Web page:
Although perhaps not deliberate, the binding feature for all three composers represented here was that they write or wrote music in reaction to wider political circumstances. As the Soviet Bloc withered and disintegrated Penderecki shifted from allying himself with Western avant-gardists to embracing his Eastern European predecessors to express his musical vision of a post-Soviet Poland. Beethoven famously despised despotism to the extent that he angrily rescinded the dedication to Napoleon of the 3rd symphony, and perhaps the Pastoral symphony is symbolic of his longing for simpler times before the ravages of the Napoleonic Wars. And today Gough writes in reaction to a developing political crisis. Despite Beethoven’s prominent billing, the gems of the concert were undoubtedly the more recent pieces and I wonder if one of Beethoven’s more impassioned symphonies, such as the Eroica or the Fifth, might have been a better fit – this really is splitting hairs though. The mere fact that the RSNO put on such a varied concert, effortlessly shifting between styles to make each piece feel unique and dignified, deserves fervent praise. If this can set a new precedent for programming concerts, with exciting, relevant combinations of repertoire, the future is indeed bright.

The RSNO’s ‘Digital Season’ continues on Friday 18 December with Beethoven’s 7th Symphony, Mozart’s 5th ‘Turkish’ Violin Concerto (soloist: Francesca Dego) and Overture to ‘Die Entführung aus dem Serail’, conducted by Cornelius Meister.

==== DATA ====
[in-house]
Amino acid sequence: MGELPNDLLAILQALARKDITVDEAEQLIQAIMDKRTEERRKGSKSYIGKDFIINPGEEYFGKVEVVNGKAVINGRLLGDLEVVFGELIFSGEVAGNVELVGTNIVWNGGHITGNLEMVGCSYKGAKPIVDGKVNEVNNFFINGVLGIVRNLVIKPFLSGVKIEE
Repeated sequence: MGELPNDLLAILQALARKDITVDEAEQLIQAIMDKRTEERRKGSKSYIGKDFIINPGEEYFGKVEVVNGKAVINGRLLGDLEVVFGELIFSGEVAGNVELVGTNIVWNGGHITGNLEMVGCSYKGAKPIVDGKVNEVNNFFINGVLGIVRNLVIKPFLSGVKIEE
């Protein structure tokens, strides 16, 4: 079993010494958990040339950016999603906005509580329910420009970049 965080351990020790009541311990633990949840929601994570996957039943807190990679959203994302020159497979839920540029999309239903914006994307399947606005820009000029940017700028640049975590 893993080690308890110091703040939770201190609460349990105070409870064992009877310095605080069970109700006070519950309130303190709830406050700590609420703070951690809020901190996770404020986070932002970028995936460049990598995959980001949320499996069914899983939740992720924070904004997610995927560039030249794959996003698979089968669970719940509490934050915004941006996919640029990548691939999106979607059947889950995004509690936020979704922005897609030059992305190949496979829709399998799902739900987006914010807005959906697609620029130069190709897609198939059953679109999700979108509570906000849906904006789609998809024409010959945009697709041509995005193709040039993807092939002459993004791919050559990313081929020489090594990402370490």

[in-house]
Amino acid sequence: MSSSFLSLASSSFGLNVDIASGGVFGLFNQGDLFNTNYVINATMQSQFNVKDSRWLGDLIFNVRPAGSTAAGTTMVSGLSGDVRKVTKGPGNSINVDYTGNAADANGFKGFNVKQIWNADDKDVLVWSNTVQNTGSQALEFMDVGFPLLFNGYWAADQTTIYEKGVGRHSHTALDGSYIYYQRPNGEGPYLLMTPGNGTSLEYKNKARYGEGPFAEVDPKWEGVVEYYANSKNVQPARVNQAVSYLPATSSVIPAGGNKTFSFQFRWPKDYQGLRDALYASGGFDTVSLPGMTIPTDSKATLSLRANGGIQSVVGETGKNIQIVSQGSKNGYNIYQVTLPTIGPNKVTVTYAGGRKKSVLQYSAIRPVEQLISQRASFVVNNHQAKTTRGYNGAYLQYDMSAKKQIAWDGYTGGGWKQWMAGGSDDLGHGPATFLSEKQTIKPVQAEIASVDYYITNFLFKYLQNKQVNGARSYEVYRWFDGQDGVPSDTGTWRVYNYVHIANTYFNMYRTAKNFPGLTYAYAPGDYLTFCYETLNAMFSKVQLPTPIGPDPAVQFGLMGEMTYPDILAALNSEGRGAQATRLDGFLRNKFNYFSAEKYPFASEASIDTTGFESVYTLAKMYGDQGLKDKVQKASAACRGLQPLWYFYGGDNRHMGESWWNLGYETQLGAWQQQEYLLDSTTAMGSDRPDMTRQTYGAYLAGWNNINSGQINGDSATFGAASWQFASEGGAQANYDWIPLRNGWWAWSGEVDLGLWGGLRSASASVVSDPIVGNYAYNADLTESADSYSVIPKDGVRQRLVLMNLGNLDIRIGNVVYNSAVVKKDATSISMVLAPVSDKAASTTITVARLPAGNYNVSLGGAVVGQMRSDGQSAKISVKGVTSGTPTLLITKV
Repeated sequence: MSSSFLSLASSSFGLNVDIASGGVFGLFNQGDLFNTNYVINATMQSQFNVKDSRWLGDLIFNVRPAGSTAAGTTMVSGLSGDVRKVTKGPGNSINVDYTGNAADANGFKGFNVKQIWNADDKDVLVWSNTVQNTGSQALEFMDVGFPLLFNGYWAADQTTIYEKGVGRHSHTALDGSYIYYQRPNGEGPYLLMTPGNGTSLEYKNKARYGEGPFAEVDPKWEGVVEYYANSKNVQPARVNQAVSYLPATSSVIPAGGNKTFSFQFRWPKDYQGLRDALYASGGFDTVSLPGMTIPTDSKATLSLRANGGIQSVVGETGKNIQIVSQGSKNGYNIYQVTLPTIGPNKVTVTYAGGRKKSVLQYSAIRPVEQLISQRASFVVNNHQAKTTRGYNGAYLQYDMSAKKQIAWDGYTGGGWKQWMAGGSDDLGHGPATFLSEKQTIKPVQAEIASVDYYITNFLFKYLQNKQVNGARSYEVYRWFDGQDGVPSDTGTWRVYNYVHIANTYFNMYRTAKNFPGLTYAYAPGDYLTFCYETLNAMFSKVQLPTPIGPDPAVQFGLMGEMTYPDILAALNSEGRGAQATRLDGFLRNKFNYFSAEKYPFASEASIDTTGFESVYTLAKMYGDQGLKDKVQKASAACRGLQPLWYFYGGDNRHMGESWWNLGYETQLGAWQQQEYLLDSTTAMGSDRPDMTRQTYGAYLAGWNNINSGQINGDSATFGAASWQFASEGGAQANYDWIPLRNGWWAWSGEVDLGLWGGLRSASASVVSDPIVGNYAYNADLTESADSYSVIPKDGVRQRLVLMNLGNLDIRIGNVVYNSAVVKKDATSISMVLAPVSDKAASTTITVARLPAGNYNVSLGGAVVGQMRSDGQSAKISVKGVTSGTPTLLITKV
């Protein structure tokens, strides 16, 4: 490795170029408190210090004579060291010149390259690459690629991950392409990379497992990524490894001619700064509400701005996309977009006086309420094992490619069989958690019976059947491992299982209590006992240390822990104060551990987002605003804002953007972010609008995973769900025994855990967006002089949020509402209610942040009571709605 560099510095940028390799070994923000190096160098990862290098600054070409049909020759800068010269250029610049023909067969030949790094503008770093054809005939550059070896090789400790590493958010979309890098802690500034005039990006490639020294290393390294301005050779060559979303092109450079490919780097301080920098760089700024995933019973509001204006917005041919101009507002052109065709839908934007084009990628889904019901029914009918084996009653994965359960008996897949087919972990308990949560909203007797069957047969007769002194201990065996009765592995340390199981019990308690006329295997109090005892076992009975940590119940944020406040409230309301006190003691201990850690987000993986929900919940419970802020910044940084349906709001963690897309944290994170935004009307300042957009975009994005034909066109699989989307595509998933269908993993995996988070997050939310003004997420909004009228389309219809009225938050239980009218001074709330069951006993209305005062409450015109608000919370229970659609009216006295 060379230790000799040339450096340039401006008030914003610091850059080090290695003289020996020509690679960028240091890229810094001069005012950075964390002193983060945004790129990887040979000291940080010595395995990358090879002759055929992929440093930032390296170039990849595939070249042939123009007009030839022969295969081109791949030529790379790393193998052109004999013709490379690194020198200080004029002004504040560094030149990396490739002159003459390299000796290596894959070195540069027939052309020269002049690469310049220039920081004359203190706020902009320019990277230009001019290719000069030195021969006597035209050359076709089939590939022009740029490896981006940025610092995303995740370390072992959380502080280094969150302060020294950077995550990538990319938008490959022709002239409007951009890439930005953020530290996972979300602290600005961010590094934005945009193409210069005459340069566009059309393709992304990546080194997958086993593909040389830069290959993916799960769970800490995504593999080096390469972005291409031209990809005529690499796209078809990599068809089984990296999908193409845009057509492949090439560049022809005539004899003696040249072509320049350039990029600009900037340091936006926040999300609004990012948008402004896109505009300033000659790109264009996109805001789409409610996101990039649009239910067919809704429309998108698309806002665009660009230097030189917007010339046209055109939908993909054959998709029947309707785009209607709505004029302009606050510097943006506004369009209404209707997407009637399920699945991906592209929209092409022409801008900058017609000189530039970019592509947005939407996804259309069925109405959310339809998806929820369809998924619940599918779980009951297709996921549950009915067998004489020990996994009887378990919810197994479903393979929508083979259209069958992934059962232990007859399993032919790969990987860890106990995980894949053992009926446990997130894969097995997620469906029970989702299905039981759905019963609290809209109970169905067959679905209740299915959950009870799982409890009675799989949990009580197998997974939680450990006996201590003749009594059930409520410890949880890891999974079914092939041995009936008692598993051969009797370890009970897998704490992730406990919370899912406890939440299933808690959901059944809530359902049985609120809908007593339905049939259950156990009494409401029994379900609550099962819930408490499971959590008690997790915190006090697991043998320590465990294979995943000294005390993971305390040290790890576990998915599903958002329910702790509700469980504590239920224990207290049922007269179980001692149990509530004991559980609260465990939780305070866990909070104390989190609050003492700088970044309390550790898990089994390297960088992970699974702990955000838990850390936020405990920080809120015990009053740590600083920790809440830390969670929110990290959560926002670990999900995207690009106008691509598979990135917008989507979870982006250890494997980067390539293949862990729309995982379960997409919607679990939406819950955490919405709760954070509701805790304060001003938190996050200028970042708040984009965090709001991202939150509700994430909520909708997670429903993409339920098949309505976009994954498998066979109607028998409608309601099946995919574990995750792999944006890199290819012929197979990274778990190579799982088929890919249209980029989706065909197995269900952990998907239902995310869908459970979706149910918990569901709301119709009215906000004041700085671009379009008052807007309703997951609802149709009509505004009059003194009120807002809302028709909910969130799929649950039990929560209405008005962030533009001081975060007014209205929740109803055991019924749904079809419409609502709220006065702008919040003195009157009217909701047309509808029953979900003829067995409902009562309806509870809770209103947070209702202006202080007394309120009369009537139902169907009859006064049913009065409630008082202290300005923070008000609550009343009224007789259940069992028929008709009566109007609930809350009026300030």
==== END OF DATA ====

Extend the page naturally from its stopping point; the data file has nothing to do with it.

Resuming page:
15 January 2020 – Karen Cargill as soloist with James Lowe conducting.

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Director of Concerts and Engagement, Bill Chandler, said: “This is a Season unlike any other and we are grateful to our supporters, audiences, musicians and visiting artists for being so understanding of the challenging circumstances we are all working under. We are working hard to deliver high-quality Digital Season concerts, which means we have a bit of a juggling act behind the scenes as we factor in artist schedules, travel restrictions, and ever-changing developments of COVID-19.

“As we continue to prioritise the health and wellbeing of all musicians involved in the Digital Season we are strictly following all travel and quarantine guidance, which unfortunately has resulted in changes to a few concerts. We thank our supporters for their understanding at this time.”